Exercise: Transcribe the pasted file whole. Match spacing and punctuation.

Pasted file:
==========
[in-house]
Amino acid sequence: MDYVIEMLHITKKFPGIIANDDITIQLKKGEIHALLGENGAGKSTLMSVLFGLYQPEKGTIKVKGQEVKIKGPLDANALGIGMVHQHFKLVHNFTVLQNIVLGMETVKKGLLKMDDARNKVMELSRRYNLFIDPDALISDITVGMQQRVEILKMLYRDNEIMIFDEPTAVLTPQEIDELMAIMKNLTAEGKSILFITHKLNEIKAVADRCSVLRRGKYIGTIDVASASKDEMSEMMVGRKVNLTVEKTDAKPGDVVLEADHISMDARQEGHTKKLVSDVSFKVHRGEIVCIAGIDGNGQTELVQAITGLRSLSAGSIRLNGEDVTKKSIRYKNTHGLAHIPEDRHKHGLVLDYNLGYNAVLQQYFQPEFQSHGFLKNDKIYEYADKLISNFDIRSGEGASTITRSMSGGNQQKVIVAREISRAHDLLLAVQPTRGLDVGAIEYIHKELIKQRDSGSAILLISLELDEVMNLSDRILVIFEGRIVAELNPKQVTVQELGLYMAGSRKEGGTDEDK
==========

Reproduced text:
[in-house]
Amino acid sequence: MDYVIEMLHITKKFPGIIANDDITIQLKKGEIHALLGENGAGKSTLMSVLFGLYQPEKGTIKVKGQEVKIKGPLDANALGIGMVHQHFKLVHNFTVLQNIVLGMETVKKGLLKMDDARNKVMELSRRYNLFIDPDALISDITVGMQQRVEILKMLYRDNEIMIFDEPTAVLTPQEIDELMAIMKNLTAEGKSILFITHKLNEIKAVADRCSVLRRGKYIGTIDVASASKDEMSEMMVGRKVNLTVEKTDAKPGDVVLEADHISMDARQEGHTKKLVSDVSFKVHRGEIVCIAGIDGNGQTELVQAITGLRSLSAGSIRLNGEDVTKKSIRYKNTHGLAHIPEDRHKHGLVLDYNLGYNAVLQQYFQPEFQSHGFLKNDKIYEYADKLISNFDIRSGEGASTITRSMSGGNQQKVIVAREISRAHDLLLAVQPTRGLDVGAIEYIHKELIKQRDSGSAILLISLELDEVMNLSDRILVIFEGRIVAELNPKQVTVQELGLYMAGSRKEGGTDEDK